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Craig Skinner

Mohamed Diab’s Clash opens with text explaining the setting for the film, the revolts in Egypt in 2013, and the events that led up to them. It’s potentially useful, if you’re not familiar with what happened in Egypt following the ‘Arab Spring’, but the way in which Diab assumes a lack of knowledge in the audience is somewhat representative of his general approach. Clash, despite its setting and production, shares a great deal with a slightly dumbed down approach often seen in Hollywood. The fat clownish guy that cheers everyone up when things seem at their worst, for instance, isn’t exactly the best cliche to lean on in your political thriller in 2016.

Following the text, we are introduced to two men who have been thrown in the back of a police truck. They’re Egyptian-American journalists – a frequent trope in Hollywood is providing a journalist to open the door into a story for us – and they are quickly joined by pro-army protesters who are somewhat mistakenly placed under arrest and then a number of members of the Muslim Brotherhood.

The truck is, of course, a microcosm for Egypt and a rather obvious metaphor that rolls around the streets, as various clashes play out inside and out.

Diab has a pretty good hook though with Clash and that is that the film takes place entirely inside the truck – although he ‘cheats’ a little with framing at times. This c ...

Mohamed Diab’s Clash opens with text explaining the setting for the film, the revolts in Egypt in 2013, and the events that led up to them. It’s potentially useful, if you’re not familiar with what happened in Egypt following the ‘Arab Spring’, but the way in which Diab assumes a lack of knowledge in the audience is somewhat representative of his general approach. Clash, despite its setting and production, shares a great deal with a slightly dumbed down approach often seen in Hollywood. The fat clownish guy that cheers everyone up when things seem at their worst, for instance, isn’t exactly the best cliche to lean on in your political thriller in 2016.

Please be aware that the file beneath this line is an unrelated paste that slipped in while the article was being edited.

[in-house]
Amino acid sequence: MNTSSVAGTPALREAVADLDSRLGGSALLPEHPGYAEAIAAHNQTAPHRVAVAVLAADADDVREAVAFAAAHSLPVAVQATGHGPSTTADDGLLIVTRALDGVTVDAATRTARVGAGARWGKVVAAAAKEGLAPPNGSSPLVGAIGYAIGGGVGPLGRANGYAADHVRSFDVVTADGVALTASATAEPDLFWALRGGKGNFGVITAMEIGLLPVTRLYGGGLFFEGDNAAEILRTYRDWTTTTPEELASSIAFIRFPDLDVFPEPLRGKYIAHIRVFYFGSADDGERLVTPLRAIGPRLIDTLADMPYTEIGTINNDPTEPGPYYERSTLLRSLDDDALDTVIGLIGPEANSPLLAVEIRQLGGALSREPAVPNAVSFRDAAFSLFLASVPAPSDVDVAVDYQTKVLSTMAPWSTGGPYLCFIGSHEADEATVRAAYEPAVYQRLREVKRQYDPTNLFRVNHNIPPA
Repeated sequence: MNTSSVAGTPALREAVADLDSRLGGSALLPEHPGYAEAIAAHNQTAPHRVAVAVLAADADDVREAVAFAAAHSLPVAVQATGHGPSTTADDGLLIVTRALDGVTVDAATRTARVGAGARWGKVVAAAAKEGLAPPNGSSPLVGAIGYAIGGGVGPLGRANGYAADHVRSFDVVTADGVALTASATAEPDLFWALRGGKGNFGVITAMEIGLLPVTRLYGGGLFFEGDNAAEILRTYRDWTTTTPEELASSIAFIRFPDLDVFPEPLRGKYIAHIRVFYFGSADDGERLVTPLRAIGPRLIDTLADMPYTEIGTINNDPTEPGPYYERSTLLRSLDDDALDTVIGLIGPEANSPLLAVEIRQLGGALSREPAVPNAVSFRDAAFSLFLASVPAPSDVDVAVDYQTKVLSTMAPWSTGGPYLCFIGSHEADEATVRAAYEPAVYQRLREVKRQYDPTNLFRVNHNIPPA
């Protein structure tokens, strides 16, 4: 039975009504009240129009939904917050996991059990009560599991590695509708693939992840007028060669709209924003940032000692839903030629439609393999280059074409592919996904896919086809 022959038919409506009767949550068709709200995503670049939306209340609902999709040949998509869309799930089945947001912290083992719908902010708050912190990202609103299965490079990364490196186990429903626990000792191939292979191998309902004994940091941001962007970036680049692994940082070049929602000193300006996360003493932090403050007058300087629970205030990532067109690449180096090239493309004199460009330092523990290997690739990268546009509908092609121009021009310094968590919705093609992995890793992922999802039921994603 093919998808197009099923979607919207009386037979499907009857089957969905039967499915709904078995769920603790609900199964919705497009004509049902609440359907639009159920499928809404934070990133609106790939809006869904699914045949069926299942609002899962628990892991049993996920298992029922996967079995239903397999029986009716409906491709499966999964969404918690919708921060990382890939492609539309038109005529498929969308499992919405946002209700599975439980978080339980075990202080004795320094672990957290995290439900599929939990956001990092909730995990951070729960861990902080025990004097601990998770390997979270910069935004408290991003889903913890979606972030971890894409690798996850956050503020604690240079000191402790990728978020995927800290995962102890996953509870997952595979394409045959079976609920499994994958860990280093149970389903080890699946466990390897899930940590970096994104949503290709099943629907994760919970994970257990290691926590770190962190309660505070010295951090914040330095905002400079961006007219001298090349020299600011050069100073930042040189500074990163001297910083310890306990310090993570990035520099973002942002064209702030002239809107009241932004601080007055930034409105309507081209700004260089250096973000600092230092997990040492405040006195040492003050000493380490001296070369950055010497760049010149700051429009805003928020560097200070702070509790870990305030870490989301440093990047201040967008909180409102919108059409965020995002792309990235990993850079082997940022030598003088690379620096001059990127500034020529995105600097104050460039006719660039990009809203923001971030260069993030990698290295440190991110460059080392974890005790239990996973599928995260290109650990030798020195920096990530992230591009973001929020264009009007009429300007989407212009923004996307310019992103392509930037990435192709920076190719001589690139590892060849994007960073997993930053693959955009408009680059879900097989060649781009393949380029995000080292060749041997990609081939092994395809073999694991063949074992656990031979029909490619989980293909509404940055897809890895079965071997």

Following the text, we are introduced to two men who have been thrown in the back of a police truck. They’re Egyptian-American journalists – a frequent trope in Hollywood is providing a journalist to open the door into a story for us – and they are quickly joined by pro-army protesters who are somewhat mistakenly placed under arrest and then a number of members of the Muslim Brotherhood.

The truck is, of course, a microcosm for Egypt and a rather obvious metaphor that rolls around the streets, as various clashes play out inside and out.

Diab has a pretty good hook though with Clash and that is that the film takes place entirely inside the truck – although he ‘cheats’ a little with framing at times. This claustrophobia is reasonably effective, as is the way in which he uses the characters’ restricted view – clang, there’s another metaphor – to give us a restricted view of the clashes on the streets too. This, coupled with some excellent handheld camera work, subtle but meaningful lighting and effective editing rhythms, makes a number of scenes incredibly tense and even a little difficult to watch at times.

No doubt made with an eye to breaking out and taking its ideas to a wider audience – no bad thing if done well – Clash is an energetic thriller, with an interesting political angle. Those already familiar with the unrest in Egypt, even in passing, will find little to really chew on though, but will probably be just about swept up enough to forgive some of the overly familiar writing and cliched character beats.

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